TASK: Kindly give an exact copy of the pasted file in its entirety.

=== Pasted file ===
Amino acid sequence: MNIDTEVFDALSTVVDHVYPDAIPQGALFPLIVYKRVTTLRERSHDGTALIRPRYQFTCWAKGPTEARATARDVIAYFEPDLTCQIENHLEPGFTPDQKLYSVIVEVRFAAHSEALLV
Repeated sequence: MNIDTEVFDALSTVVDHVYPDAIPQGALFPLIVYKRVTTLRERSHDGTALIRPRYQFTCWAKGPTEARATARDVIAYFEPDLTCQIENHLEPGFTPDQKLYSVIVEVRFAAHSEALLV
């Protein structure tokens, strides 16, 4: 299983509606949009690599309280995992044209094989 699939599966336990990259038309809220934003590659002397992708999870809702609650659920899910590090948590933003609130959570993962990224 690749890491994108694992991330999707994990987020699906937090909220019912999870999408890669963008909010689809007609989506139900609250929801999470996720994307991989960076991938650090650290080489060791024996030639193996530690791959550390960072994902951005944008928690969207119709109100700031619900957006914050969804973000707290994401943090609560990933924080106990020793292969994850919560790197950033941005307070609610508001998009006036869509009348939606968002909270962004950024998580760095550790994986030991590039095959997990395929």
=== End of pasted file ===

Amino acid sequence: MNIDTEVFDALSTVVDHVYPDAIPQGALFPLIVYKRVTTLRERSHDGTALIRPRYQFTCWAKGPTEARATARDVIAYFEPDLTCQIENHLEPGFTPDQKLYSVIVEVRFAAHSEALLV
Repeated sequence: MNIDTEVFDALSTVVDHVYPDAIPQGALFPLIVYKRVTTLRERSHDGTALIRPRYQFTCWAKGPTEARATARDVIAYFEPDLTCQIENHLEPGFTPDQKLYSVIVEVRFAAHSEALLV
């Protein structure tokens, strides 16, 4: 299983509606949009690599309280995992044209094989 699939599966336990990259038309809220934003590659002397992708999870809702609650659920899910590090948590933003609130959570993962990224 690749890491994108694992991330999707994990987020699906937090909220019912999870999408890669963008909010689809007609989506139900609250929801999470996720994307991989960076991938650090650290080489060791024996030639193996530690791959550390960072994902951005944008928690969207119709109100700031619900957006914050969804973000707290994401943090609560990933924080106990020793292969994850919560790197950033941005307070609610508001998009006036869509009348939606968002909270962004950024998580760095550790994986030991590039095959997990395929």